Top cyclists are hoping for a Norwegian pro team sponsored by salmon farmers

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Norway’s two top cyclists, Alexander Kristoff (30) and Edvald Boasson Hagen (30), will be the center of attention during The 2017 UCI Road World Championships in Bergen, Norway this wekk. Now they are hoping for a Norwegian professional cycling team sponsored by salmon farmers.

All eyes are on Bergen this week, as 300 million TV viewers tune in to watch the 2017 UCI Road World Championships in cycling from 16-24. September. The main event is the Men’s Elite Road Race on the 24th of September. On the starting line are both Alexander Kristoff and Edvald Boasson Hagen.

Kristoff won the prestigious Tour of Flanders in 2015, and finally gets to compete on home soil. Last time Norway had the world championships, was way back in 1993 in Oslo.

Alexander Kristoff. PHOTO: Alexander Kristoff/Facebook

“I look forward to it. It’s going to be really cool, and I guess it’s the only time in my career the world championships will be at home. I’m going to remember it for the rest of my life, ” Kristoff told SalmonBusiness.

Dreaming of a Norwegian cycling team
Now Kristoff hopes for a Norwegian professional cycling team.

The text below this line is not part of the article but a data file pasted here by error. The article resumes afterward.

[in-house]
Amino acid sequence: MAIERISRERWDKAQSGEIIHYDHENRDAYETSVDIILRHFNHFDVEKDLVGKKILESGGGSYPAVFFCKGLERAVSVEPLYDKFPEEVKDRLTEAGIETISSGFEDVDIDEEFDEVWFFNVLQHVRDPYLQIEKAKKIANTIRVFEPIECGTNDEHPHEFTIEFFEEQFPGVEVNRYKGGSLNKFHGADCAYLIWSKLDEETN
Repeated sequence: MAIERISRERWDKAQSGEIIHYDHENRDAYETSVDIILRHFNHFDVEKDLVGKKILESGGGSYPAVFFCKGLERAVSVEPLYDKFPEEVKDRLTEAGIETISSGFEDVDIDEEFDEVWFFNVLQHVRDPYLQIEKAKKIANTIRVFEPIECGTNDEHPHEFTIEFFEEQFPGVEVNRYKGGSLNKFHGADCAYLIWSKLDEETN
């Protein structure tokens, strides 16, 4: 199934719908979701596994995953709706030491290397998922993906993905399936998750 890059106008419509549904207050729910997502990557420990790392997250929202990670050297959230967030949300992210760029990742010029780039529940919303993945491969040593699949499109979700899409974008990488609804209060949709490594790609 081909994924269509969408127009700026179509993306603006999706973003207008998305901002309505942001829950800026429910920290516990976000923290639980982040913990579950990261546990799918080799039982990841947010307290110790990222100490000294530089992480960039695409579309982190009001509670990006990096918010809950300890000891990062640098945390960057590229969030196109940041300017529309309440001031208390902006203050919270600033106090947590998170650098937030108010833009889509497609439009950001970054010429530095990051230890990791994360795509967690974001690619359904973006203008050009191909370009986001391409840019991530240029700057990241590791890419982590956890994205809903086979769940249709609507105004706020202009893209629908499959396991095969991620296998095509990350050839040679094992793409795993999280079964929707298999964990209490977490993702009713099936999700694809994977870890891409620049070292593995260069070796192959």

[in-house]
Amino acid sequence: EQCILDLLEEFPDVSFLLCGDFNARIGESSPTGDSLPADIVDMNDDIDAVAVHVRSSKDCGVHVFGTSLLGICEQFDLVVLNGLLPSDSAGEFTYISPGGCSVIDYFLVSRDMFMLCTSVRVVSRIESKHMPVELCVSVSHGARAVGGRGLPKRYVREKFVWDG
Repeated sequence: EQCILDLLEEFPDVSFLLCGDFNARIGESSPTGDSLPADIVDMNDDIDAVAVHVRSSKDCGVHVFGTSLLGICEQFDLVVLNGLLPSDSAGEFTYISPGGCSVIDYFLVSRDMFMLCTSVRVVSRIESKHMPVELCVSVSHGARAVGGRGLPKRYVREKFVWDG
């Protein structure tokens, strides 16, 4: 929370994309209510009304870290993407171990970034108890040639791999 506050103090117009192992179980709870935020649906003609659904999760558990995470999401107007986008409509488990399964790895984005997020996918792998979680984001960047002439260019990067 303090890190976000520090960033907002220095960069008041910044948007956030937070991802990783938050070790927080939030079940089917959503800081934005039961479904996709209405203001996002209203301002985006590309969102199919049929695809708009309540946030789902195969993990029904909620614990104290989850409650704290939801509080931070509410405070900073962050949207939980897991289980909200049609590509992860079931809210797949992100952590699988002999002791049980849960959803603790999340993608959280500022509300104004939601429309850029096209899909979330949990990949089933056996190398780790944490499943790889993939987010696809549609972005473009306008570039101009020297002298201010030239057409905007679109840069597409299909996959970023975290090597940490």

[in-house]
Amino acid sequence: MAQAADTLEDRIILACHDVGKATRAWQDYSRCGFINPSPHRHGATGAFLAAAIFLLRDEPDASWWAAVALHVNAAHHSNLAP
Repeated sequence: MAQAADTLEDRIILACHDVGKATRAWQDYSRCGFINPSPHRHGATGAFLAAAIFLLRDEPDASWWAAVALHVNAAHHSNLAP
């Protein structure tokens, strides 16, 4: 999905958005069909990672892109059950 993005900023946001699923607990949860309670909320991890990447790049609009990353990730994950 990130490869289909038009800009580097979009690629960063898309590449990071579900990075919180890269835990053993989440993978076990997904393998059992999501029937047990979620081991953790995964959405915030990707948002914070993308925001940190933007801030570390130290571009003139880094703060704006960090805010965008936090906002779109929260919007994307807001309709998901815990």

“A Norwegian team has been waiting in the wings for a long time. One must get a sponsor who is willing to pay. It costs €10m to have a good cycling team. It’s not cheap,” he says.

Kristoff also believes that companies within the aquaculture industry should look into the possibility of sponsoring a cycling team.

“We have some companies which have the muscle to go in, but there’s still a way to go until that happens. But nothing would be cooler than finishing my career on a Norwegian pro team.”

Kristoff has the support of another Norwegian cycling star, Edvald Boasson Hagen. Boasson Hagen has previously won stages in the Tour de France.

Edvald Boasson Hagen. PHOTO: Edvald Boasson Hagen/Facebook

“Yes, it could certainly work. It would be very nice if a Norwegian sponsor could come in.”

“Why do you think that no companies, for example in the aquaculture industry, have been tempted by the idea of a Norwegian pro team?”

“Nobody has done it before, and they might not dare to enter because of the big money involved. But you will get a lot of return on your investment, I can say that even though I’m not a marketing director. Look at the Tour de France – three weeks with coverage all over the world. There should definitely be a Norwegian pro team,” says Boasson Hagen.